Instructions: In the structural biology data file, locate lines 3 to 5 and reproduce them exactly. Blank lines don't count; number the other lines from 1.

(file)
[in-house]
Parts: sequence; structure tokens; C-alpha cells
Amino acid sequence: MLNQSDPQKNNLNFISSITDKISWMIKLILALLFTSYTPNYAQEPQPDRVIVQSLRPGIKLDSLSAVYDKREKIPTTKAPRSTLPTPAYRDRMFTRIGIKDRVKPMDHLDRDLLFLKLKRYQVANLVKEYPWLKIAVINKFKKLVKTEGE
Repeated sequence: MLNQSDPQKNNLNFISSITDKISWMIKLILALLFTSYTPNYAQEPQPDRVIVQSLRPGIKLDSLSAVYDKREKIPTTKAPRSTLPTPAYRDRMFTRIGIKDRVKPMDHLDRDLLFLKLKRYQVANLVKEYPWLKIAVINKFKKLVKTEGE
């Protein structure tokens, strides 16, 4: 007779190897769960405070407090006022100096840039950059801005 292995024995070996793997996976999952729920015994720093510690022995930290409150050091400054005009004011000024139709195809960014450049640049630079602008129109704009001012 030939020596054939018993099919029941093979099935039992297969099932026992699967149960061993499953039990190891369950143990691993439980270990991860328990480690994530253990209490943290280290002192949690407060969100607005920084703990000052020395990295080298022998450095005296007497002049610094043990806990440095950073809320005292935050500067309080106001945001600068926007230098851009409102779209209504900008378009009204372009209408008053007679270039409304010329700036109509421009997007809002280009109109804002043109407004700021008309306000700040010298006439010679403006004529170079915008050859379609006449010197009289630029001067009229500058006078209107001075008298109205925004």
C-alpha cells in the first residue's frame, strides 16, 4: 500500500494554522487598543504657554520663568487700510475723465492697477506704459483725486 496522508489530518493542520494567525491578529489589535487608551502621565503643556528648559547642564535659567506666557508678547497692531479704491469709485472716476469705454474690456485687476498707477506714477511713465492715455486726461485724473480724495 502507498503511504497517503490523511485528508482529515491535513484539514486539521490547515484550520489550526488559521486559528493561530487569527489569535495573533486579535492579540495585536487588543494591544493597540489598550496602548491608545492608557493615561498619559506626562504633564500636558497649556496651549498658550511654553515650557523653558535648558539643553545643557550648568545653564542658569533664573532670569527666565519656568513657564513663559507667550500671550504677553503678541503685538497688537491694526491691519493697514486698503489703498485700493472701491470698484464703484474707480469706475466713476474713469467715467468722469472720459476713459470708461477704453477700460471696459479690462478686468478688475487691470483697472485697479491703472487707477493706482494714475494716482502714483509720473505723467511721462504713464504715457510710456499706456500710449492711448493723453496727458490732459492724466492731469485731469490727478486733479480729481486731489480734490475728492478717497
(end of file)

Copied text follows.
Amino acid sequence: MLNQSDPQKNNLNFISSITDKISWMIKLILALLFTSYTPNYAQEPQPDRVIVQSLRPGIKLDSLSAVYDKREKIPTTKAPRSTLPTPAYRDRMFTRIGIKDRVKPMDHLDRDLLFLKLKRYQVANLVKEYPWLKIAVINKFKKLVKTEGE
Repeated sequence: MLNQSDPQKNNLNFISSITDKISWMIKLILALLFTSYTPNYAQEPQPDRVIVQSLRPGIKLDSLSAVYDKREKIPTTKAPRSTLPTPAYRDRMFTRIGIKDRVKPMDHLDRDLLFLKLKRYQVANLVKEYPWLKIAVINKFKKLVKTEGE
């Protein structure tokens, strides 16, 4: 007779190897769960405070407090006022100096840039950059801005 292995024995070996793997996976999952729920015994720093510690022995930290409150050091400054005009004011000024139709195809960014450049640049630079602008129109704009001012 030939020596054939018993099919029941093979099935039992297969099932026992699967149960061993499953039990190891369950143990691993439980270990991860328990480690994530253990209490943290280290002192949690407060969100607005920084703990000052020395990295080298022998450095005296007497002049610094043990806990440095950073809320005292935050500067309080106001945001600068926007230098851009409102779209209504900008378009009204372009209408008053007679270039409304010329700036109509421009997007809002280009109109804002043109407004700021008309306000700040010298006439010679403006004529170079915008050859379609006449010197009289630029001067009229500058006078209107001075008298109205925004």